And then I woke up. I was thinking of ordering pizza. But I had no way to get the number to the pizza place. I could starve to death without my laptop.

This was ridiculous. I managed to live half my life without internet. I didn’t know what I was missing. I got along just fine. But I had phone books and encyclopedias and maps. I’m convinced that if the grid went dark, a good portion of humanity would be rendered incapable of life itself. That’s rather sad, when you think about it.

One thing was certain: If I didn’t get off my butt and find something to do, I was going to freak myself out. So I started doing home improvement projects.

I cut and put up 7 shelves. I hung a cork board and a coat rack. I installed a doorbell. I cut dowels to put in my windows for added security. I put up my rain chain. I planted some concord grapes and some flowers.

And then the phone rang, and it was the repair guy saying that they had replaced my corrupted hard disc and removed an impressive amount of dog hair and dust from my fan, and I could come get my laptop.

So my baby is back in my loving arms, after serious surgery. Now all that’s left to do is reinstall all the software that I lost. And that sucks, because for the life of me, I can’t find my Microsoft Office product key and really, really, really don’t feel like paying 175 bucks to replace it.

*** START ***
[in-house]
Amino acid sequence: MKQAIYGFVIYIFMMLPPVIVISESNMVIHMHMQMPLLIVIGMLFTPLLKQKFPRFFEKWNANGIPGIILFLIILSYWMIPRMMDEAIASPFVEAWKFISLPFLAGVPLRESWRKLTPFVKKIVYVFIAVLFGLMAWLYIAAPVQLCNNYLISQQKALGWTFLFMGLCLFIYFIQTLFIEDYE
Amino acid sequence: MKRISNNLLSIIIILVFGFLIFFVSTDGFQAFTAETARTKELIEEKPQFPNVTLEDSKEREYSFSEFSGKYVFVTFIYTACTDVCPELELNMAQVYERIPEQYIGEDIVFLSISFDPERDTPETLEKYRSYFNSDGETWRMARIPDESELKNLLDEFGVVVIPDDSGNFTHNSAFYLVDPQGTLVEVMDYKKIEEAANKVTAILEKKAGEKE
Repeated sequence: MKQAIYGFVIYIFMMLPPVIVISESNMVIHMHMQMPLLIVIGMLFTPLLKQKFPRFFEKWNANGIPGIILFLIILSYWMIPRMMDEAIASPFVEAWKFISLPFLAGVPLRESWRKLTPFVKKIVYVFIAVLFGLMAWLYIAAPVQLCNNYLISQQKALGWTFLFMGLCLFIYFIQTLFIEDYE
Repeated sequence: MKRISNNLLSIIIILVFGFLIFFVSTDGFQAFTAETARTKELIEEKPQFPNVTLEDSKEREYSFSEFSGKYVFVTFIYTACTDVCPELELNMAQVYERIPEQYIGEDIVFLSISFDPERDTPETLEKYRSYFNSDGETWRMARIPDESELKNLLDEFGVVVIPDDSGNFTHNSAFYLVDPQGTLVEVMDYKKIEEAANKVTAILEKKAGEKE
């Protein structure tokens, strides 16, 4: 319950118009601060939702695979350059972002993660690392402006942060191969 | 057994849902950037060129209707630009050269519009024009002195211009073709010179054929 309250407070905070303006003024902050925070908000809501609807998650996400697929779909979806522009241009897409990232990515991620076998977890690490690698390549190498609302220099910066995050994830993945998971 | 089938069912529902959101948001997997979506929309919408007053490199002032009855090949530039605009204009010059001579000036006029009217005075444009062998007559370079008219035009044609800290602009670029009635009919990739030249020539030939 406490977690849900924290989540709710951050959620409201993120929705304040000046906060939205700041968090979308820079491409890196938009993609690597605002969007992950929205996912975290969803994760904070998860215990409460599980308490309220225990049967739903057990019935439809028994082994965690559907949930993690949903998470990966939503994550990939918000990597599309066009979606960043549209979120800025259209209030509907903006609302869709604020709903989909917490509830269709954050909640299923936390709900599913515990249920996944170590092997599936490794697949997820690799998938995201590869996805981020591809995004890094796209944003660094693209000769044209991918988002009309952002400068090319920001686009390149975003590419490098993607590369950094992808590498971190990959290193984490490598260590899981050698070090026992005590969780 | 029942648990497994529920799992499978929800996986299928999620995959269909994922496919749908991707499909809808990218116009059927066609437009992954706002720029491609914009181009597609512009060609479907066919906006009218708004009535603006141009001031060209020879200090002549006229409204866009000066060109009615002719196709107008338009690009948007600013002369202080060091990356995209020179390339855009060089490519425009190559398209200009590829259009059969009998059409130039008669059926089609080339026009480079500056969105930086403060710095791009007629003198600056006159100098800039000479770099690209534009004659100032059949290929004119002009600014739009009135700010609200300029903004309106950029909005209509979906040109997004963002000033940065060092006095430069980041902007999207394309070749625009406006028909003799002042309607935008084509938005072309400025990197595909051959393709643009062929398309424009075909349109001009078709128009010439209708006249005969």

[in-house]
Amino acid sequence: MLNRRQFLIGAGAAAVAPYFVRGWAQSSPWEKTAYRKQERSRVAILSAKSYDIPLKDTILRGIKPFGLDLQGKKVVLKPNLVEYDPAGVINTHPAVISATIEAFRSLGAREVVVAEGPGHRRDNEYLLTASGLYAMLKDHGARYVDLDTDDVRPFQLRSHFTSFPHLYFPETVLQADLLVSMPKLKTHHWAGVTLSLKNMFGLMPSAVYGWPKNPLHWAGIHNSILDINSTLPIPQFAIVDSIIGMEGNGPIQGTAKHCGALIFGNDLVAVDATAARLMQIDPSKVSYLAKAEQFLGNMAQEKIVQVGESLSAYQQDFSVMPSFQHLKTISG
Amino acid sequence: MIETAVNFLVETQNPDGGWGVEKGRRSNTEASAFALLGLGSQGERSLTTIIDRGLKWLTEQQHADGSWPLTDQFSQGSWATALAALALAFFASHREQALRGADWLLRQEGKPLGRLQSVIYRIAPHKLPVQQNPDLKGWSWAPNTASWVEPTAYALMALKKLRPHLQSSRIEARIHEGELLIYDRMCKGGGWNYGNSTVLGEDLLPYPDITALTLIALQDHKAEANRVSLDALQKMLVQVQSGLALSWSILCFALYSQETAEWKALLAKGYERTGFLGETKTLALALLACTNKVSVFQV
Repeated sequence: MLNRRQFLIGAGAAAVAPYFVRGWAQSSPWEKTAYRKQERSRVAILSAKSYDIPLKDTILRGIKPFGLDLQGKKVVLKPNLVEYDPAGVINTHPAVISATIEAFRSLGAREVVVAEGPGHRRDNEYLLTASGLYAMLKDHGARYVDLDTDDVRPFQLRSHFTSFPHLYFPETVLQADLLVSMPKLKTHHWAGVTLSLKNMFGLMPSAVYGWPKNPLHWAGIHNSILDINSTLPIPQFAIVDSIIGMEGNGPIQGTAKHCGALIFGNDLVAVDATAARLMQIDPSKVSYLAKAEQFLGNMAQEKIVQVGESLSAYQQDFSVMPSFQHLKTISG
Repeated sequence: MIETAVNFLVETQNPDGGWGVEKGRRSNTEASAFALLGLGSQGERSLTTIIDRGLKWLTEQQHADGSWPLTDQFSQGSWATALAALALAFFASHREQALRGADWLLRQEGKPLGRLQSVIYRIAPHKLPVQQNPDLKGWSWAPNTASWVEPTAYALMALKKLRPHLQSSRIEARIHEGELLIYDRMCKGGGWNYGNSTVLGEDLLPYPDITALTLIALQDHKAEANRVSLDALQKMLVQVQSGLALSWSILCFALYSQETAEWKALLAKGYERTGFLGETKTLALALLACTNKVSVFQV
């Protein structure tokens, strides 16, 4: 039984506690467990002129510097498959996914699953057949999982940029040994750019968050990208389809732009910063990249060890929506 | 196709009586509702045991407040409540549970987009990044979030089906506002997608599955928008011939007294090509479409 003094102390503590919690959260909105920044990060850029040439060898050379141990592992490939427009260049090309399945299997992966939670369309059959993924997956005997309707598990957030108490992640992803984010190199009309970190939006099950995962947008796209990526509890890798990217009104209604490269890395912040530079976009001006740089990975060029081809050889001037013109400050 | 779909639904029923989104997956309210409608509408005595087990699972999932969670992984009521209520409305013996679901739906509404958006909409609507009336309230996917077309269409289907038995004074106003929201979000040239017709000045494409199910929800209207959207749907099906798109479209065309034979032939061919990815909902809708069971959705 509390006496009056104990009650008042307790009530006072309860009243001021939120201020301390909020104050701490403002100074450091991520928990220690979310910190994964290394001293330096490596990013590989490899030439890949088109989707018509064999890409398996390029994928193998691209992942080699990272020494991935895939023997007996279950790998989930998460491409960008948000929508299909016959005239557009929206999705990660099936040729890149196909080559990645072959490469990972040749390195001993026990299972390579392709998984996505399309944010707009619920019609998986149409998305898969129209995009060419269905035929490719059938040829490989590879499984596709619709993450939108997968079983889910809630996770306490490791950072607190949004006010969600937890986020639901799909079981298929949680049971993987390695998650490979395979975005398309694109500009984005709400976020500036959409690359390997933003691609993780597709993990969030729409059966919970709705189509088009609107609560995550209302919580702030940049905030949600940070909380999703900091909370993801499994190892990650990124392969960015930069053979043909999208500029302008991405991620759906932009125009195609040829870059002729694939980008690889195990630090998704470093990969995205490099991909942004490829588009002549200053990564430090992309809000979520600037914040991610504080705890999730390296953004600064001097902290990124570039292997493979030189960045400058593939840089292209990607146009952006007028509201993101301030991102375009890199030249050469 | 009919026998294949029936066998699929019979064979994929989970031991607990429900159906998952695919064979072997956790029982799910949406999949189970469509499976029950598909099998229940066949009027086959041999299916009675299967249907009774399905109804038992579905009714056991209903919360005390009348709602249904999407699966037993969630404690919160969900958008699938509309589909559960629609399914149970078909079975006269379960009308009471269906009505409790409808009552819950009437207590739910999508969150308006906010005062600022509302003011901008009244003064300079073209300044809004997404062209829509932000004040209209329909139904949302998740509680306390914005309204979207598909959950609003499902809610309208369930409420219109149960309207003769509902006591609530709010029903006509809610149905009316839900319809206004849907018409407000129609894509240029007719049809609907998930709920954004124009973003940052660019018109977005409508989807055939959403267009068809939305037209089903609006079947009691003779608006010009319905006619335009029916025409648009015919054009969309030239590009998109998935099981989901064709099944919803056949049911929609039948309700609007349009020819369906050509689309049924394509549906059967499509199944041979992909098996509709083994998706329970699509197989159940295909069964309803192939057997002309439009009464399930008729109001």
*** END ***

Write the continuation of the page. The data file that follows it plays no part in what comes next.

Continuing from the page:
Dependencies on top of dependencies…

But really, I did get a lot more done than usual, and I’d forgotten how much I miss reading actual books. Maybe I should have computer-free days every now and then. It would do me good.

Oh, who am I kidding?

pexels-photo-196655.jpeg

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Nice Try, Player

There’s a reason I have stayed off the internet dating websites for quite some time now. I kept meeting the worst of men; the very dregs of masculinity. In fact, I’ve met so many icky men in cyberspace that I began to look at all men as icky. I decided that if I wanted to continue to function effectively in this world, it would be best if I didn’t get in the habit of looking at 49 percent of the population as pond scum.

So now I have date night with my dog. He’s not the most brilliant conversationalist, but he’s yet to taint my view of the planet. And he doesn’t mind chick flicks.

So time goes on. I rarely even think of romance anymore. It’s quite liberating, actually. I’m getting a lot done. I have fewer dust bunnies.

Then the phone rang. It was a local number that seemed vaguely familiar, so I answered it.

“Hey Barb, It’s S, from the dating website?”

“S…? Oh! S. Hi?”